Signs of rising fascism in Greece and …

Economic decline. Record unemployment. Anti-immigration. Anger toward government. Does any of this sound familiar? Well this isn’t the American Republican Party we are talking about. These are the markers of a rising fascist movement in Greece, where the neo-Nazi “Golden Dawn” is gaining political momentum. It seems that hardship has a differential effect among nations, bringing citizens together in some countries, and dividing them bitterly in others. In Greece the situation is getting ugly these days. In an article entitled “Fear and Loathing in Athens: The Rise of Golden Dawn and the Far Right,The Guardian describes a tale of civil unraveling that indeed might give US voters something to consider. Put simply, the platforms of Greece’s Golden Dawn and the US Tea Party movements are nearly identical. As The Guardian’s Maria Margolis writes, “You can hear it from blocks away: the deafening beat of Golden Dawn’s favourite band blasting out … ‘Rock for the fatherland, this is our music, we don’t want parasites and foreigners on our land’…Tonight is the opening of the Golden Dawn office in Megara, a once prosperous farming town between Athens and Corinth. “The Greek national socialist party polled more than 15% here – double the national average – in the June election, when it won 18 seats in parliament. (One was taken up by the former bassist with Pogrom, whose hits include Auschwitz and Speak Greek Or Die.)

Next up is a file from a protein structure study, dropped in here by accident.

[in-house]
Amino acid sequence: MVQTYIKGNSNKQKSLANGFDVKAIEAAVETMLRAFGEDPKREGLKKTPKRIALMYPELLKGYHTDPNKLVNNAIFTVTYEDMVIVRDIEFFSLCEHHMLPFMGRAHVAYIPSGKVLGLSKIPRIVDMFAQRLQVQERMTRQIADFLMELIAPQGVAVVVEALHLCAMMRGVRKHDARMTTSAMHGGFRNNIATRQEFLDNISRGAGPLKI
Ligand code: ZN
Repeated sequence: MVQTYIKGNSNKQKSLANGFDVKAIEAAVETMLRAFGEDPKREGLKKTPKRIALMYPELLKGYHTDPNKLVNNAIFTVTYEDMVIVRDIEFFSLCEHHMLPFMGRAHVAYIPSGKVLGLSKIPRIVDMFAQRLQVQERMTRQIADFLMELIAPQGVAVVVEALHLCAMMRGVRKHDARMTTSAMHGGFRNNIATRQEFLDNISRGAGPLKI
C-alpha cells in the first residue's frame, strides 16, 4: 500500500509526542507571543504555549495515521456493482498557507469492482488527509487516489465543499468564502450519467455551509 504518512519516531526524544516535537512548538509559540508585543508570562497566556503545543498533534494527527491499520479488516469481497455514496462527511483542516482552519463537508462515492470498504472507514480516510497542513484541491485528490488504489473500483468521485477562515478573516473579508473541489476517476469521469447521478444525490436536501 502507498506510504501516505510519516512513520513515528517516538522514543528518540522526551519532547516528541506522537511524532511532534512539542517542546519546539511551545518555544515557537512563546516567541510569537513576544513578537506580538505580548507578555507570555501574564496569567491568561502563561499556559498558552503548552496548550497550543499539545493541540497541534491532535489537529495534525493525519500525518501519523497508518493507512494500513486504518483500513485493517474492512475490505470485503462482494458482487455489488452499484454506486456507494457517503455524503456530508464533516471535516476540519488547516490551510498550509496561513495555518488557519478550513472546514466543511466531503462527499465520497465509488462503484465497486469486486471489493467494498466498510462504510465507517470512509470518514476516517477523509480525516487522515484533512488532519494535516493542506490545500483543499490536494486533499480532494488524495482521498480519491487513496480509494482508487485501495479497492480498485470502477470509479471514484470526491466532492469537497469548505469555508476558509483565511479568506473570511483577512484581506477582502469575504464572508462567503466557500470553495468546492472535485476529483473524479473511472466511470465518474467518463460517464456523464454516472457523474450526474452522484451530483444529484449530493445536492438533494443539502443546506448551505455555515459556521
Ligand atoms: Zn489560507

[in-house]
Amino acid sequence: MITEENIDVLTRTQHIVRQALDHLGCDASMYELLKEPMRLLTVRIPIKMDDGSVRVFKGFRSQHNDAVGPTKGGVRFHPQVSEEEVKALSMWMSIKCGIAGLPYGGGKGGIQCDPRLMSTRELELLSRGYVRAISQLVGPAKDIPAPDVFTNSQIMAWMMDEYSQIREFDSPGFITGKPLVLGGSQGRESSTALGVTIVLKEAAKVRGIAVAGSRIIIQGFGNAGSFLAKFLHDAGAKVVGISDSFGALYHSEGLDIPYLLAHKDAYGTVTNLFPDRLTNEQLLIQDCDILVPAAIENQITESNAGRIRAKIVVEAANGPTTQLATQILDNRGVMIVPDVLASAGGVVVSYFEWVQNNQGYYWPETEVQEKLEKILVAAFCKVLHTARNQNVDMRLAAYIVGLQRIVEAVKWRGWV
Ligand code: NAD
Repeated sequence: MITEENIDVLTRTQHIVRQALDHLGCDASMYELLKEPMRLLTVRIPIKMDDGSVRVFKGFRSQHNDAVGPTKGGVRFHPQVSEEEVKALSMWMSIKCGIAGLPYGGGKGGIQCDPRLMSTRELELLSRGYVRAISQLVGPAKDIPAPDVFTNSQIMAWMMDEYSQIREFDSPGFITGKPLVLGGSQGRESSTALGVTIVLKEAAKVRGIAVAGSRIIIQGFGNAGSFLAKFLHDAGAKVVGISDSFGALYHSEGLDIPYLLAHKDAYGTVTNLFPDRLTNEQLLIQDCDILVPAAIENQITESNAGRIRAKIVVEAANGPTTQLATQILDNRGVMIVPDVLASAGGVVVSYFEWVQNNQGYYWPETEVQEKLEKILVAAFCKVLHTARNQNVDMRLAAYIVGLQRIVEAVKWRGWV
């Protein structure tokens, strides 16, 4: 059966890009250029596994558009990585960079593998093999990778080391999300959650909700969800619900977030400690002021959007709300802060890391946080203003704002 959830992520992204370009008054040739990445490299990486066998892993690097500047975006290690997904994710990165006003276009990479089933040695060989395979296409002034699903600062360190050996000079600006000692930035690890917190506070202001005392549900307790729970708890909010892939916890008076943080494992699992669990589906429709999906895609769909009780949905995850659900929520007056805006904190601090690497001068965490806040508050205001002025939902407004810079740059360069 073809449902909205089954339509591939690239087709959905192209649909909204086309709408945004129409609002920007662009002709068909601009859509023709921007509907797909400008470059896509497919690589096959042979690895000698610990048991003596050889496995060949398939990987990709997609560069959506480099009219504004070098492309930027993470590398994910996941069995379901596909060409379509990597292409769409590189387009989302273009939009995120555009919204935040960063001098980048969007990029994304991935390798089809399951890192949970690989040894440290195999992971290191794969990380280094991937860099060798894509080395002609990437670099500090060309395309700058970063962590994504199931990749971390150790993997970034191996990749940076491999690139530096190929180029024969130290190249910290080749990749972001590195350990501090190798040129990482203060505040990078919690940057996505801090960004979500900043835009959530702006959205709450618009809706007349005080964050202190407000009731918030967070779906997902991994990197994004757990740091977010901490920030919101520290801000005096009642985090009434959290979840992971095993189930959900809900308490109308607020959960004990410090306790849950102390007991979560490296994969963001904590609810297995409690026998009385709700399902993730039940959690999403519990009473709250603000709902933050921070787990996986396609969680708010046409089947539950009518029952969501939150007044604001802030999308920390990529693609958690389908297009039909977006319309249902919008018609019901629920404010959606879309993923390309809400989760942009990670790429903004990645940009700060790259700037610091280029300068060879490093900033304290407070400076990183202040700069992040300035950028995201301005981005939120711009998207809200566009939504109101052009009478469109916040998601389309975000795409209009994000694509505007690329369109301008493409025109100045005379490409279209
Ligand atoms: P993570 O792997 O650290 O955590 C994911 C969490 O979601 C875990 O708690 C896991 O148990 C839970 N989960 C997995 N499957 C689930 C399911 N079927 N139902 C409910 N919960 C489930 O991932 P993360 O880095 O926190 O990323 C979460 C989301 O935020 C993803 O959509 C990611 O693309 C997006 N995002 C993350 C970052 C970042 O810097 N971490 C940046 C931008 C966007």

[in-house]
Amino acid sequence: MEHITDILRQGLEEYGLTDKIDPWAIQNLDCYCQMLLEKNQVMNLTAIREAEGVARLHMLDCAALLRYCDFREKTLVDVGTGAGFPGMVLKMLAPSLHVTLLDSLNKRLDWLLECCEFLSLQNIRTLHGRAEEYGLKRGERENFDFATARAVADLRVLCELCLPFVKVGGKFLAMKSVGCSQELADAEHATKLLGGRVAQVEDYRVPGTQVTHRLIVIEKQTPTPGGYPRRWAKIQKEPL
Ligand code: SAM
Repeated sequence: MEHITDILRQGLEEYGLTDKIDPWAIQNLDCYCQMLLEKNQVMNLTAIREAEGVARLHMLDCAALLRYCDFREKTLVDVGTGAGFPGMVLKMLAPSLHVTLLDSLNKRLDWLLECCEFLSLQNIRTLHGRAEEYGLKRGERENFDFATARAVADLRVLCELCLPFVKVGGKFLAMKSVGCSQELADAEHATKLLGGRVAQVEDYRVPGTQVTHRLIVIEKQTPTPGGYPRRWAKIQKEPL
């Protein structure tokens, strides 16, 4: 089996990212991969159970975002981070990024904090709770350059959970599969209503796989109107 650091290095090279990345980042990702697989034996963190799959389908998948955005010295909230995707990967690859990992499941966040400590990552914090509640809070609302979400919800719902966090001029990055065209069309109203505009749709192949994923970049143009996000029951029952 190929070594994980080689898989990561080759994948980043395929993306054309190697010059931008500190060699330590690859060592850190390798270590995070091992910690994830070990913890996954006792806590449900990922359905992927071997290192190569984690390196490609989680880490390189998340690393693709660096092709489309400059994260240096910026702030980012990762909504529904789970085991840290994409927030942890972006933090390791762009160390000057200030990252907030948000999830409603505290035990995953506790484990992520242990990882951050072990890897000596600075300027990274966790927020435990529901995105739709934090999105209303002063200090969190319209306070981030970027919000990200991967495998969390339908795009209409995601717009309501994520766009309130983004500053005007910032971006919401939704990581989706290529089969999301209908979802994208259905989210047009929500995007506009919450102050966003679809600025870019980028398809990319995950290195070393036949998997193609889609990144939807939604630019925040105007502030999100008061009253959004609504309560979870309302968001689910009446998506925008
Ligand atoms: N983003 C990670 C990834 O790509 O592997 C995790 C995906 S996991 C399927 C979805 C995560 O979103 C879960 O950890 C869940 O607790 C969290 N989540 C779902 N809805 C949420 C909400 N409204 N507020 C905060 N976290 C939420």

“Legitimised by democracy and by the media, Golden Dawn is opening branches in towns all over Greece and regularly coming third in national opinion polls. Its black-shirted vigilantes have been beating up immigrants for more than three years, unmolested by the police; lately they’ve taken to attacking Greeks they suspect of being gay or on the left. MPs participate proudly in the violence. In September, three of them led gangs of black-shirted heavies through street fairs in the towns of Rafina and Messolonghi, smashing up immigrant traders’ stalls with Greek flags on thick poles. Such attacks are almost never prosecuted or punished. Ask Kayu Ligopora, of the Athens Tanzanian Community Association, whose premises were vandalised by around 80 “local residents” on 25 September after police walked away. He’s lived in Greece for 20 years; for the first time, he says, he’s thinking about leaving. Or Hussain Ahulam, 22, who told me how four men with dogs and a metal crowbar left him bleeding and unconscious by the side of the road as he walked home one day. Or 21-year-old HH, a Greek citizen of Egyptian origin, who was beaten on 12 October by three men with chains as he stepped off the trolley bus, and whose sight may be damaged for good.”

 

 

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